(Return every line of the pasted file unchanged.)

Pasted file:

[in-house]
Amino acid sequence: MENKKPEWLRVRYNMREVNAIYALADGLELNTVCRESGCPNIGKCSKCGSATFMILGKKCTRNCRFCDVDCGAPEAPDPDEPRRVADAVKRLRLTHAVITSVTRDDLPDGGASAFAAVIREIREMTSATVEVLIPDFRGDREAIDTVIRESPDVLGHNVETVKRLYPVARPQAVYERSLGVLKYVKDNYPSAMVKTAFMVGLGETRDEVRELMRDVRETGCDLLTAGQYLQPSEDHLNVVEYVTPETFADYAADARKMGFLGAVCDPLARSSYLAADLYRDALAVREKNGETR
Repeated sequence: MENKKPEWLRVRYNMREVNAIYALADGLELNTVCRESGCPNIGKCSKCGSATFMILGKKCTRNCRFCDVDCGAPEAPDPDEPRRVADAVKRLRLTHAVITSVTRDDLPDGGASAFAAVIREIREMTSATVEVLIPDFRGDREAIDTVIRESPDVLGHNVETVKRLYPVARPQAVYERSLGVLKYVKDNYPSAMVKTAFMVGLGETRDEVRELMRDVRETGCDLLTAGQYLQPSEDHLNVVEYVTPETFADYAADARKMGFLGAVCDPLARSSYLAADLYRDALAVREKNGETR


[in-house]
Amino acid sequence: MENKKPEWLRVRYNMREVNAIYALADGLELNTVCRESGCPNIGKCSKCGSATFMILGKKCTRNCRFCDVDCGAPEAPDPDEPRRVADAVKRLRLTHAVITSVTRDDLPDGGASAFAAVIREIREMTSATVEVLIPDFRGDREAIDTVIRESPDVLGHNVETVKRLYPVARPQAVYERSLGVLKYVKDNYPSAMVKTAFMVGLGETRDEVRELMRDVRETGCDLLTAGQYLQPSEDHLNVVEYVTPETFADYAADARKMGFLGAVCDPLARSSYLAADLYRDALAVREKNGETR
Repeated sequence: MENKKPEWLRVRYNMREVNAIYALADGLELNTVCRESGCPNIGKCSKCGSATFMILGKKCTRNCRFCDVDCGAPEAPDPDEPRRVADAVKRLRLTHAVITSVTRDDLPDGGASAFAAVIREIREMTSATVEVLIPDFRGDREAIDTVIRESPDVLGHNVETVKRLYPVARPQAVYERSLGVLKYVKDNYPSAMVKTAFMVGLGETRDEVRELMRDVRETGCDLLTAGQYLQPSEDHLNVVEYVTPETFADYAADARKMGFLGAVCDPLARSSYLAADLYRDALAVREKNGETR